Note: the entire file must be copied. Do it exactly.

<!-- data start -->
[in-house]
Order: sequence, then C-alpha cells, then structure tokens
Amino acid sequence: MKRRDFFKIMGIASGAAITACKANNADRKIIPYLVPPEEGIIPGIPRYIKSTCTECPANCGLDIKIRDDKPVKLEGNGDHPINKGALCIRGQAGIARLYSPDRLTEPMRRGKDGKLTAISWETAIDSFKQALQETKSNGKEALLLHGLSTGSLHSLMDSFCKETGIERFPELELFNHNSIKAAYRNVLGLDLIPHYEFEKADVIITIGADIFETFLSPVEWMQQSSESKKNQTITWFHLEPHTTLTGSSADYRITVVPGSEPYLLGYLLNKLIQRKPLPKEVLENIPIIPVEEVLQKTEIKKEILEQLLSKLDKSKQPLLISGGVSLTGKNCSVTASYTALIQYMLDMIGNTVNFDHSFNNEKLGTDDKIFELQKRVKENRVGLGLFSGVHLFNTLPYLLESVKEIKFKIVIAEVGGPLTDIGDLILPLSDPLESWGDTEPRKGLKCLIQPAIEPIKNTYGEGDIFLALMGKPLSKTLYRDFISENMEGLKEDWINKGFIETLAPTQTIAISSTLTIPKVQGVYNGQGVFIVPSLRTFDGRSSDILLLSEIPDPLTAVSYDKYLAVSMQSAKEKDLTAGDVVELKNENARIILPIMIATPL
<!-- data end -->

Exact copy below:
[in-house]
Order: sequence, then C-alpha cells, then structure tokens
Amino acid sequence: MKRRDFFKIMGIASGAAITACKANNADRKIIPYLVPPEEGIIPGIPRYIKSTCTECPANCGLDIKIRDDKPVKLEGNGDHPINKGALCIRGQAGIARLYSPDRLTEPMRRGKDGKLTAISWETAIDSFKQALQETKSNGKEALLLHGLSTGSLHSLMDSFCKETGIERFPELELFNHNSIKAAYRNVLGLDLIPHYEFEKADVIITIGADIFETFLSPVEWMQQSSESKKNQTITWFHLEPHTTLTGSSADYRITVVPGSEPYLLGYLLNKLIQRKPLPKEVLENIPIIPVEEVLQKTEIKKEILEQLLSKLDKSKQPLLISGGVSLTGKNCSVTASYTALIQYMLDMIGNTVNFDHSFNNEKLGTDDKIFELQKRVKENRVGLGLFSGVHLFNTLPYLLESVKEIKFKIVIAEVGGPLTDIGDLILPLSDPLESWGDTEPRKGLKCLIQPAIEPIKNTYGEGDIFLALMGKPLSKTLYRDFISENMEGLKEDWINKGFIETLAPTQTIAISSTLTIPKVQGVYNGQGVFIVPSLRTFDGRSSDILLLSEIPDPLTAVSYDKYLAVSMQSAKEKDLTAGDVVELKNENARIILPIMIATPL